Of the many active ingredients in marijuana, cannabinoids — the miracle molecules that deliver most of the medical efficacy of marijuana — are not the whole picture. Some cannabis consumers may be aware of terpenes, the cannabinoid-like chemicals that give herb such a pungent aroma.
What most do not know is that terpenes also deliver therapeutic relief, just like their cannabinoid cousins.
Terpenes are produced in special secretory cells within the trichomes of the plant, the nearly microscopic resinous stalks that cover the flowers and sometimes leaves. This is also where all cannabinoids, like THC and CBD, are created. About 20,000 terpenes exist in nature; around 200 have been identified in cannabis (compared to 111 cannabinoids).
Like amino acids, terpenes are powerful building blocks within the plant’s physiology that aid in the production of vitamins, hormones, pigments, resins, and — yes, that most cherished part of the herb — cannabinoids. Cannabis plants release more terpenes when temperatures are higher.
Beyond odor, terpenes play several roles, including protecting the cannabis plant against predators like insects and animals. These special molecules constitute roughly 10 to 20 percent of the total pre-smoked resin in the trichome. It is estimated that 10 to 30 percent of smoke resin produced by marijuana comes from terpenes.
Beta-caryophyllene, also known as BCP, is a terpene that contributes to the spiciness of black pepper and is also present in oregano, cloves, hops, rosemary, and cannabis. It was first synthesized in 1964, but it wasn’t until 2008 that European scientists discovered that it has cannabinoid-like properties. Like many other cannabinoids and terpenes, BCP targets the body’s CB2 receptors, ignoring the CB1 receptors that are involved in delivering the euphoric high associated with cannabis and, more specifically, the THC cannabinoid.
BCP is often categorized as a cannabinoid, not a terpene, because of how it binds to CB2 cannabinoid receptors. It is not only found in several legal herbs and spices, but is even an FDA-approved food additive. For this reason, some sources label BCP the “first dietary cannabinoid.”
Because it targets CB2 receptors and delivers no high, BCP is an effective way to medicate while avoiding any alteration in perception or motor skills. It can be used to treat several inflammatory disorders, including arthritis and multiple sclerosis. Like its cousins pinene and limonene, BCP has also been shown to fight cancer, reduce anxiety and depression, and has even been found to be gastroprotective — meaning it can be used to treat ulcers.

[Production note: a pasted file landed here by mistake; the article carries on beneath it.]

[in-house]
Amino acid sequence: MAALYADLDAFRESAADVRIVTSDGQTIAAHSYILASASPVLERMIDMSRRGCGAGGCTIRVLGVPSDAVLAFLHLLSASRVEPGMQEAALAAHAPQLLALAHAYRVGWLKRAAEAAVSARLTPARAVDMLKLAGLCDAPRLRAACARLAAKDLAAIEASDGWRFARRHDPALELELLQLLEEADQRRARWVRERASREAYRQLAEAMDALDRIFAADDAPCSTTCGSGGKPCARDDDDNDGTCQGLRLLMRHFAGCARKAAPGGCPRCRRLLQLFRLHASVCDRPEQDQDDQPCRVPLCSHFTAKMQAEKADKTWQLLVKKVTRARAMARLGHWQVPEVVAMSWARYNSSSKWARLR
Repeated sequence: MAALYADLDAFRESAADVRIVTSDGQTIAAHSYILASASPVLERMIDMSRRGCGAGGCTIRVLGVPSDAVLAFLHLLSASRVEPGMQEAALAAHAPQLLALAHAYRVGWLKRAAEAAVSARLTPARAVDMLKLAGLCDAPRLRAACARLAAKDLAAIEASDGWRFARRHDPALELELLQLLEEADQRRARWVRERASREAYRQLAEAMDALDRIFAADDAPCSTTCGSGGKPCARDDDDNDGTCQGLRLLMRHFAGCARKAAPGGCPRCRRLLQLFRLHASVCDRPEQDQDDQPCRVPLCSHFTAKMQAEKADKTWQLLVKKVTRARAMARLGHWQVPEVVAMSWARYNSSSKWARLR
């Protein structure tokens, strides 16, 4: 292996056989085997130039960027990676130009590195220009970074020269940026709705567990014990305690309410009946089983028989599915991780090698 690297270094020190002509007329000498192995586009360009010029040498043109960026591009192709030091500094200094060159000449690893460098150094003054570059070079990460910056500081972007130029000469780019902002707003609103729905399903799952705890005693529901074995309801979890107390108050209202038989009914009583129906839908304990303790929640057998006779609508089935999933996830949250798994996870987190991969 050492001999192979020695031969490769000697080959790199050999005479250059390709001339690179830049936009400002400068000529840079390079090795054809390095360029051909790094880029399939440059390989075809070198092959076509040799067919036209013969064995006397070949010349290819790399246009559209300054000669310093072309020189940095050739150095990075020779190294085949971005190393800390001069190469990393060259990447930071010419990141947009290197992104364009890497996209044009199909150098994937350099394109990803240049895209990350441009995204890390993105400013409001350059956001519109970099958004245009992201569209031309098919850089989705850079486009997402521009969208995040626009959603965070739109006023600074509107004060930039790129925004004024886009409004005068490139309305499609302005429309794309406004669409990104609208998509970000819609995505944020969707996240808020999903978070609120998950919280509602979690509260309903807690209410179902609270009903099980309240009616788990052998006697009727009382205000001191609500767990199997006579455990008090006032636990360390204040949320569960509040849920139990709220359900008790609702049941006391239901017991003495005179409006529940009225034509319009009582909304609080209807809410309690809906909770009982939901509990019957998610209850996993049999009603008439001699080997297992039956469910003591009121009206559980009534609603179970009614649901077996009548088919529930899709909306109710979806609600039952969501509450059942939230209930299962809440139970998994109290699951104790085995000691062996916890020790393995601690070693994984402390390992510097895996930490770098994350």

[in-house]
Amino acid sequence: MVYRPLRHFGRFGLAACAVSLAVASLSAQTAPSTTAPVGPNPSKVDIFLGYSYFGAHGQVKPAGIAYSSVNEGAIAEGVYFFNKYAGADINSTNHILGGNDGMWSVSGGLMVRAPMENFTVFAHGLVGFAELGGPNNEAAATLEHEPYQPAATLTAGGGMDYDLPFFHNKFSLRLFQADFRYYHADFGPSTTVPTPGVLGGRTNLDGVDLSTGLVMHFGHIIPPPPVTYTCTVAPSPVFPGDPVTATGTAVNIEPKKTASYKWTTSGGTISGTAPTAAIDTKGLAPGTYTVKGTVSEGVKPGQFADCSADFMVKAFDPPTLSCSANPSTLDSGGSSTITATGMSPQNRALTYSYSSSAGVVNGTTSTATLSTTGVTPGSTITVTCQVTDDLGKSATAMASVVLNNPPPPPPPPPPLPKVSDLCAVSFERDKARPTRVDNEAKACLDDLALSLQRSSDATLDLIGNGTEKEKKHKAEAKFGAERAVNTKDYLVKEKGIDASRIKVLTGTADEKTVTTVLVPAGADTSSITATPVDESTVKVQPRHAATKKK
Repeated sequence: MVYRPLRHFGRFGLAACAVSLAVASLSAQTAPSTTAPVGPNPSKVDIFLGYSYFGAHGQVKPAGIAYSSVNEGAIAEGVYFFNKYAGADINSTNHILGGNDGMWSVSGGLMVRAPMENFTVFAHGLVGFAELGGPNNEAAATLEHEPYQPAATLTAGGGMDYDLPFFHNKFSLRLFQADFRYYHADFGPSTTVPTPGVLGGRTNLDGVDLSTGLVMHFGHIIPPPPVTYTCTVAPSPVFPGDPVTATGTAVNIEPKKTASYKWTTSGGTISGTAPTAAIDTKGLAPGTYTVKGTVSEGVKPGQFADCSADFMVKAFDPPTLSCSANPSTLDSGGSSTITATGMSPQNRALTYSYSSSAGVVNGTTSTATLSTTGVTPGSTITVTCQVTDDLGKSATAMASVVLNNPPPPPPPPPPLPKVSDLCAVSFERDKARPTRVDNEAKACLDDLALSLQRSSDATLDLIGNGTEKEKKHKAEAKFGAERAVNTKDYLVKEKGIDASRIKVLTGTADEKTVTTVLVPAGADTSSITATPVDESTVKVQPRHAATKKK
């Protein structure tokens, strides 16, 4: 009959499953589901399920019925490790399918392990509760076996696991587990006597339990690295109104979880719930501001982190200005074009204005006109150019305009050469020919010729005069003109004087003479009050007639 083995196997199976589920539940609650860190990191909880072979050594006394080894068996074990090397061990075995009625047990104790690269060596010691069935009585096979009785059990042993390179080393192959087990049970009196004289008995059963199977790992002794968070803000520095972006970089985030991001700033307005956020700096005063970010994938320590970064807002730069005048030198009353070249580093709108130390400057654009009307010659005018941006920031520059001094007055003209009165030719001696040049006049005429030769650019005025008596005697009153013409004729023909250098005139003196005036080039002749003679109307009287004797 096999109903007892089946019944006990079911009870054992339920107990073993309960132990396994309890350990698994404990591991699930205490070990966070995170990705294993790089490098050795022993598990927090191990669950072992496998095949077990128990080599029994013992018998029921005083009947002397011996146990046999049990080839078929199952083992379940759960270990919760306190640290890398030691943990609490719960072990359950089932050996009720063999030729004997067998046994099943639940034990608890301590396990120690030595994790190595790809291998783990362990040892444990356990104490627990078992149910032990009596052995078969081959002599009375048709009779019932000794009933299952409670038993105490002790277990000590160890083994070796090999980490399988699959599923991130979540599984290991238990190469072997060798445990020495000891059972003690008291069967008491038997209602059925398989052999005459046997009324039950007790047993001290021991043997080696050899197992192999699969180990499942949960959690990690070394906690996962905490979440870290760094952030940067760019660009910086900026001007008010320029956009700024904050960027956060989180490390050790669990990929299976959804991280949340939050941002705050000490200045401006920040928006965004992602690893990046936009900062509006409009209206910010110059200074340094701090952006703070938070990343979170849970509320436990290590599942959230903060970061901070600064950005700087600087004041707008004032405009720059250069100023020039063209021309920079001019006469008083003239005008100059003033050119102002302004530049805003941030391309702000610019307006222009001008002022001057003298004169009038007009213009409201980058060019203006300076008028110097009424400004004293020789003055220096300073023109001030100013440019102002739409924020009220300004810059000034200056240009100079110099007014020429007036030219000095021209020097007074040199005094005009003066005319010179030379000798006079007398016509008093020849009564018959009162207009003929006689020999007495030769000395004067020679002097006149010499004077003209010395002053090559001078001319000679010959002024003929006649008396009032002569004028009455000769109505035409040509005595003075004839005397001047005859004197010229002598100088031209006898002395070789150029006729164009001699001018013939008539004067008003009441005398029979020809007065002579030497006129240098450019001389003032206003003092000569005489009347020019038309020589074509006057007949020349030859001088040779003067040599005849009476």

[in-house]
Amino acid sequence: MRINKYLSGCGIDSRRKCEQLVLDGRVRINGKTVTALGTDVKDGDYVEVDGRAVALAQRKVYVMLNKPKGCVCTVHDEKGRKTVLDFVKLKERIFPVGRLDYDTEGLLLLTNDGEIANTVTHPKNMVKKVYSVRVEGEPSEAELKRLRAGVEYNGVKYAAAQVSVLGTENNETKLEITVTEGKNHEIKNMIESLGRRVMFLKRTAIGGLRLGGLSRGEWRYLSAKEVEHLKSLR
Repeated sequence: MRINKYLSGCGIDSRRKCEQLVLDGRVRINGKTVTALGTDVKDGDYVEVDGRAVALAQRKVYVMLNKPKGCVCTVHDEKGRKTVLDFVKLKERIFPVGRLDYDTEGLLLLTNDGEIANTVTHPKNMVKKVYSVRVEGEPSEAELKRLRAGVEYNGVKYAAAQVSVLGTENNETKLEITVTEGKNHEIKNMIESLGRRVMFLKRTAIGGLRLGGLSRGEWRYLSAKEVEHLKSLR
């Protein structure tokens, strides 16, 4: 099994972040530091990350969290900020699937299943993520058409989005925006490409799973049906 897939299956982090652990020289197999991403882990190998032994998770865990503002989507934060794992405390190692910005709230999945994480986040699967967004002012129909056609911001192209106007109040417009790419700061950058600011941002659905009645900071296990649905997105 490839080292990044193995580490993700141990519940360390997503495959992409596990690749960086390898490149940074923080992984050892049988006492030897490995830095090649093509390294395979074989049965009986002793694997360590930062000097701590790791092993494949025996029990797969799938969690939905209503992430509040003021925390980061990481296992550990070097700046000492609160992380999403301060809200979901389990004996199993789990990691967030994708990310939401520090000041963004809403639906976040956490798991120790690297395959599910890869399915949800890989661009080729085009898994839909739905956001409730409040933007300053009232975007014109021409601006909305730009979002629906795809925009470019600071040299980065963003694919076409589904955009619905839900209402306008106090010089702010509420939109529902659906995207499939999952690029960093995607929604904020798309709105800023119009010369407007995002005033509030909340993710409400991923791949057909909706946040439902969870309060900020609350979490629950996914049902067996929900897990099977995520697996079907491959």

BCP also is helpful for those suffering from atherosclerosis and osteoporosis and can even increases bone mass and blocks pain signals, all while avoiding any interference with the nervous system. Because so many other cannabinoids and terpenes act as analgesics (pain killers), BCP is more evidence of the entourage effect, a theory explaining how a variety of terpenes and cannabinoids work synergistically to improve health or fight disease.
A Tool to Fight Alcoholism?
A study published in 2014 in the journal Pharmacology Biochemistry and Behavior revealed that a variety of cannabinoids bind to CB2 receptors and may help in the treatment of alcoholism. In the study, researchers injected BCP into animal models and found that activating CB2 receptors resulted in decreased ethanol (alcohol) consumption and preference.
Because BCP is not exclusive to cannabis and has been approved by the FDA as a food additive, it is fully legal. There is tremendous opportunity for food manufacturers, pharmaceutical companies, and herbal remedies to utilize BCP as a tool in the fight against a long list of ailments, including cancer, depression, ulcers, pain, and even osteoporosis.
However, until cannabis is reclassified from Schedule I, little will be known about how BCP interacts with other terpenes and cannabinoids to produce an overall therapeutic effect.
This post was originally published on August 14, 2015, it was updated on October 5, 2017.